In the scope of eternal life, are those who have their  ordinance work done before the Millennium better off than those who have to wait?

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23 hours ago, CA Steve said:

In the scope of eternal life, are those who have their  ordinance work done before the Millennium better off than those who have to wait?

No, but someone who was tortured their entire life is no worse off then someone with a pleasant and happy life if they go to the same place. You are arguing we should not help the tortured person experience a better life right now.

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On 3/9/2019 at 12:59 PM, Anijen said:

I

Another question is; does one actually think they have a right to privacy in DNA? For example, My DNA will be very familiar to my grand childs DNA. I have no right when my grandchild gets an ancestry.com and does a DNA history for her, but my DNA will be very close to his/hers.

This is how they caught the lady, they did a DNA history from the baby and tried to match it with those in South Dakota. They found a few matches then they did a DNA history of her grandchild and then looked to see if it was a close match to the victim (it was). Then matched it with the DNA from garbage left on the curb (no longer a privacy issue because of throwing it away and taking it to the curb) it matched. the evidence is very strong and she will probably spend the rest of her life in prison (assuming she is found guilty at trial or if she pleads guilty).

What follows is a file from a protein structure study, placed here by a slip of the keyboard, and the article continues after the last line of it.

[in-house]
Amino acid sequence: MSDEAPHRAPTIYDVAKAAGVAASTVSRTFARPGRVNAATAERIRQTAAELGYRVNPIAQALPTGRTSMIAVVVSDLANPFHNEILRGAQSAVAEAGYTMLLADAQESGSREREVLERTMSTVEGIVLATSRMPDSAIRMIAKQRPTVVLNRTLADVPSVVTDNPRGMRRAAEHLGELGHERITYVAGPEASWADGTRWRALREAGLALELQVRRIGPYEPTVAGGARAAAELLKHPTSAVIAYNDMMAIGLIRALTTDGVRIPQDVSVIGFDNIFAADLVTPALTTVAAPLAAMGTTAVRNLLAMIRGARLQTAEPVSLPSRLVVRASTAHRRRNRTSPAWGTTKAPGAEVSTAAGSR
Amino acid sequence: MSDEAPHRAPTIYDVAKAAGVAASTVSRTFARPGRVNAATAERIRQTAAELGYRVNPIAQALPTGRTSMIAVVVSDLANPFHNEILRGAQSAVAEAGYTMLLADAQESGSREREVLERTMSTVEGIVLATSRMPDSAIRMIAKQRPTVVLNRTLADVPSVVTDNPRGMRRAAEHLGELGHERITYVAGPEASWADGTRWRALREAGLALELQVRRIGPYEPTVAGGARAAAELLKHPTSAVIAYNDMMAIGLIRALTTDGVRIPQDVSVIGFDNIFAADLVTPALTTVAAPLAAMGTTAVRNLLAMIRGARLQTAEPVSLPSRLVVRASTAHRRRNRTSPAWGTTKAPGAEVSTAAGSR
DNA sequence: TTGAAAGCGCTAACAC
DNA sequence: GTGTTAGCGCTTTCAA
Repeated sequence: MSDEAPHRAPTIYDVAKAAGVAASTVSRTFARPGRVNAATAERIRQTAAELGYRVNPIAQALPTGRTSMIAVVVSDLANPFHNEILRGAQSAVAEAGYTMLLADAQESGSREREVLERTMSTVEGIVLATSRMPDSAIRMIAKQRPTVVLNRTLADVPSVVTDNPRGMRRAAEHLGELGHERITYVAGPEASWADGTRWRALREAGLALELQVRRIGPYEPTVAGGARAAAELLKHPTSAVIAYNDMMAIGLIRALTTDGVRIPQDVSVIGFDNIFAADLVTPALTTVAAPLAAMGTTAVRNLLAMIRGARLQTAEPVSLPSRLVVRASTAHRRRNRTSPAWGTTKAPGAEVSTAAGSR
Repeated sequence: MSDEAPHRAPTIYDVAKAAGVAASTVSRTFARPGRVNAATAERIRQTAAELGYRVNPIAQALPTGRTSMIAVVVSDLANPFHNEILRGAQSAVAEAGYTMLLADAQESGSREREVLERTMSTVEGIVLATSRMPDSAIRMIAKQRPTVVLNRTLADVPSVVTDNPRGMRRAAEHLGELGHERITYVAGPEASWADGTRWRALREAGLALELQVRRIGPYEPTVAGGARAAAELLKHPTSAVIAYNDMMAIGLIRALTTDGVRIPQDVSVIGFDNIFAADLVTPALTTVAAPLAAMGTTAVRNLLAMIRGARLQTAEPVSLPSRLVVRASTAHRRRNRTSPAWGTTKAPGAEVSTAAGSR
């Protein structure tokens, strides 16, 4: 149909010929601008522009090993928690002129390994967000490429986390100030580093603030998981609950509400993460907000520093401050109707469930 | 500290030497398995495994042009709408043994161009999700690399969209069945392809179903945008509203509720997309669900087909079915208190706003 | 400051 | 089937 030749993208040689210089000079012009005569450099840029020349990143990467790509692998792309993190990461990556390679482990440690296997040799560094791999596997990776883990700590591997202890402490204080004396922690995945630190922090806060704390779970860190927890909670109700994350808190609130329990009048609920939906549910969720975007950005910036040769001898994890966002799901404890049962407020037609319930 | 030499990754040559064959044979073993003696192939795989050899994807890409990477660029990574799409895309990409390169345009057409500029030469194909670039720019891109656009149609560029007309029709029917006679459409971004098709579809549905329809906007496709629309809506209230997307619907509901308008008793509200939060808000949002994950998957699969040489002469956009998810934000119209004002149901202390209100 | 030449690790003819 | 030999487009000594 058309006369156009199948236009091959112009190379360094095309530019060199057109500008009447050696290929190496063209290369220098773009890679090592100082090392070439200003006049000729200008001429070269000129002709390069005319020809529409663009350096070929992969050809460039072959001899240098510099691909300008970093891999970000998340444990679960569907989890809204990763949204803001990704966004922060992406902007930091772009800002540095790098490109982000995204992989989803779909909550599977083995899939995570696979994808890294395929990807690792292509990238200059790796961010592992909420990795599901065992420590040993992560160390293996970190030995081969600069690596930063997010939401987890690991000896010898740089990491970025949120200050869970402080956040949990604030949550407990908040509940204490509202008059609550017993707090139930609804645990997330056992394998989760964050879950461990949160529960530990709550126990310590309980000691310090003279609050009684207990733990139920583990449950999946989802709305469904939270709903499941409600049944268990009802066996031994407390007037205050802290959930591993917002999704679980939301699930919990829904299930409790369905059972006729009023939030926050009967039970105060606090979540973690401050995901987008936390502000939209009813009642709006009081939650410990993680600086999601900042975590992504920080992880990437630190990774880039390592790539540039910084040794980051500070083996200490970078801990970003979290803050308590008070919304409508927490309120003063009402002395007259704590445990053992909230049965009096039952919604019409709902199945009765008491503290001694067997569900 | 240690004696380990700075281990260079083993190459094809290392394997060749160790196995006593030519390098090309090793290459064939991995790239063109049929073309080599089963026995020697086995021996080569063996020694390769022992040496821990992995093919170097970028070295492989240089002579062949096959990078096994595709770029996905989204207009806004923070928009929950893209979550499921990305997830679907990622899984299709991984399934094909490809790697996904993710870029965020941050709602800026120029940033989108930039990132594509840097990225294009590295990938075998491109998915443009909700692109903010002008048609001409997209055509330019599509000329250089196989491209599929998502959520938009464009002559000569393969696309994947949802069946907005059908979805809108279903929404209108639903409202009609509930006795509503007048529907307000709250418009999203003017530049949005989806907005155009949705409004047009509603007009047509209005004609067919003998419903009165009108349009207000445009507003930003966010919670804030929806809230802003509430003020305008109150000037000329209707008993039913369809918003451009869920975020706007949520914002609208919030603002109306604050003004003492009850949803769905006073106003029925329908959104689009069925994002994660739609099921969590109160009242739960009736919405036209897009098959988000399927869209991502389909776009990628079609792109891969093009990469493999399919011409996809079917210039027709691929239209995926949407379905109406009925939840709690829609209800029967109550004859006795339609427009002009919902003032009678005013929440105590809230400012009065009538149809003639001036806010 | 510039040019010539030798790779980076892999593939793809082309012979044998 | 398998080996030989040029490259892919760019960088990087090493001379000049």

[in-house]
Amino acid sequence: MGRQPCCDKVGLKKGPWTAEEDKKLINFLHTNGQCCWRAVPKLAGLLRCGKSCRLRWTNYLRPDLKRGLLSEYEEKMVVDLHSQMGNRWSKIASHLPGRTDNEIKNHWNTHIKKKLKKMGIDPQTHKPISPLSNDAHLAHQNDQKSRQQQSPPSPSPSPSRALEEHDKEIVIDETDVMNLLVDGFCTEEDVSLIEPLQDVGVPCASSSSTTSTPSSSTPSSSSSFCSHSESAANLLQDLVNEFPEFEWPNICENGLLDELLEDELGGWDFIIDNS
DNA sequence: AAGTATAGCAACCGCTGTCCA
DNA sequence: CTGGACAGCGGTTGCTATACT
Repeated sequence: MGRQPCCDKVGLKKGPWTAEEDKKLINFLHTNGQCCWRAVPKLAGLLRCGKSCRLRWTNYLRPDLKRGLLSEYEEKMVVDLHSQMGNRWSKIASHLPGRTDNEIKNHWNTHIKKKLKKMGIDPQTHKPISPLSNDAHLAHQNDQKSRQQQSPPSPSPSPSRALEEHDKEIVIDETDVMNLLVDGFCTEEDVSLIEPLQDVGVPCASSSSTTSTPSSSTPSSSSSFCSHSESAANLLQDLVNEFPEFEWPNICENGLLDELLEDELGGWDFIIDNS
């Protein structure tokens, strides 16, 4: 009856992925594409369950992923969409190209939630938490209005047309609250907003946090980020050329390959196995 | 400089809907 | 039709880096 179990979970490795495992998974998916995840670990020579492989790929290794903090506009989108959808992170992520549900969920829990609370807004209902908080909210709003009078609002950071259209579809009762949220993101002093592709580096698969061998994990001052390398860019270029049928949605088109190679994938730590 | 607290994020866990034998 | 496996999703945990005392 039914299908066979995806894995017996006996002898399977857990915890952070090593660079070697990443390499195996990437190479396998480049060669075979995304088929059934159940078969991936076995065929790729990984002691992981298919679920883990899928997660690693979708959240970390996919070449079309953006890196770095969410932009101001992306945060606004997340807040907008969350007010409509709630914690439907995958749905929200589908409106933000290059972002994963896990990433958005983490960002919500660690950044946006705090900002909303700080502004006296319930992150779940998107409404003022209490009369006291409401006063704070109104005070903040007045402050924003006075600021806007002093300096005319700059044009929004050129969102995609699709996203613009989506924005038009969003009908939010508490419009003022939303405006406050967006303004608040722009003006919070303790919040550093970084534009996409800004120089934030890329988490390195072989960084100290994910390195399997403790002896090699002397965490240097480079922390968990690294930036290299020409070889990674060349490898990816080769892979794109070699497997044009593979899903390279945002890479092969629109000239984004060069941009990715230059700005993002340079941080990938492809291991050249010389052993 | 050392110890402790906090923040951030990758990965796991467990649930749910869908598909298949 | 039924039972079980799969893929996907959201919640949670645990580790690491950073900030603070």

This is why I believe it needs to remain private.  You consented to nothing however the impacts of one member of the family going to ancestry.com can impact you all.

It isn't just criminal issues either.  This has huge implications in terms of adoption privacy, medical issues, extra marital affairs, etc.

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On 3/9/2019 at 3:09 PM, Calm said:

How many people these days are concerned with carrying on of one's family name, bloodline, etc.?  Maybe because I am a woman, the family name was never that meaningful since my kids have a different one than my 'bloodline'.

Curious as to people's opinions.

My maiden name was changed at Ellis island. Before that we are Norwegian and had familial names. My husband last name can be traced to 1200s in england. 

  My mom's maiden name had died out. Her only brother gave his only child up for adoption. There are a lot of females in that family and in mine. My dad was sad that he only has 2 grandsons that carry the last name on. He has 29 grandkids.